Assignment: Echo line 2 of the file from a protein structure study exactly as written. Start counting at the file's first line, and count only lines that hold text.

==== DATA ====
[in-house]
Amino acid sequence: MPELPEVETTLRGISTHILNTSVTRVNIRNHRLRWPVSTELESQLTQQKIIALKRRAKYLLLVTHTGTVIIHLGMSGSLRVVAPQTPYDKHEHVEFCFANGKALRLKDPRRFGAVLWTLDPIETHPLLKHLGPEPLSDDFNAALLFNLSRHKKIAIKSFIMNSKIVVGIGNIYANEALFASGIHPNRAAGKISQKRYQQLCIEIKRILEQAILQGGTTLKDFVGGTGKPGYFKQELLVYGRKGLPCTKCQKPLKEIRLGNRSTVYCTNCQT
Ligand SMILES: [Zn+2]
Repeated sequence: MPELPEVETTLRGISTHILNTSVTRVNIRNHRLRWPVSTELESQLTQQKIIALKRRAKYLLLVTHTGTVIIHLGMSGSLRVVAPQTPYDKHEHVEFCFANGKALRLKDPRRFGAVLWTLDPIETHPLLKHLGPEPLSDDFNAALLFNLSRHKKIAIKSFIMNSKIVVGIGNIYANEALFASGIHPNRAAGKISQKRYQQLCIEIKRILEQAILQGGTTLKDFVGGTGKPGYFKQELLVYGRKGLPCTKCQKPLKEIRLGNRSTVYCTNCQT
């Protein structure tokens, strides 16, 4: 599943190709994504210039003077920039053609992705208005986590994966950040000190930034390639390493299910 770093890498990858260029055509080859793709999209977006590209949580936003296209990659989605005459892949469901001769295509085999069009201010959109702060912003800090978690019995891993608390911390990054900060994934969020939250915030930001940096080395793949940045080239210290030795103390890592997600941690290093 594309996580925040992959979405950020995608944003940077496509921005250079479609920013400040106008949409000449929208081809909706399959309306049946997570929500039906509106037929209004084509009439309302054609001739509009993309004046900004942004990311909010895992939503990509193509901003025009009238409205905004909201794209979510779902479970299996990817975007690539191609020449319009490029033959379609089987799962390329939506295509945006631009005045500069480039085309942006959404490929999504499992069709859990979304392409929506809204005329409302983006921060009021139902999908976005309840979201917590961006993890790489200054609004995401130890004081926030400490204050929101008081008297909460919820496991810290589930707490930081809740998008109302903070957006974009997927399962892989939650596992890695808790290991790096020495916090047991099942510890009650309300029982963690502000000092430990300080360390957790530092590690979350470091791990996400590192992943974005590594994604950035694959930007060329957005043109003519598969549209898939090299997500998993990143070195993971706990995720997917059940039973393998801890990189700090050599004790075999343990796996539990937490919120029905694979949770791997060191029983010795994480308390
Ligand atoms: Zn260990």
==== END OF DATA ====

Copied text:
Amino acid sequence: MPELPEVETTLRGISTHILNTSVTRVNIRNHRLRWPVSTELESQLTQQKIIALKRRAKYLLLVTHTGTVIIHLGMSGSLRVVAPQTPYDKHEHVEFCFANGKALRLKDPRRFGAVLWTLDPIETHPLLKHLGPEPLSDDFNAALLFNLSRHKKIAIKSFIMNSKIVVGIGNIYANEALFASGIHPNRAAGKISQKRYQQLCIEIKRILEQAILQGGTTLKDFVGGTGKPGYFKQELLVYGRKGLPCTKCQKPLKEIRLGNRSTVYCTNCQT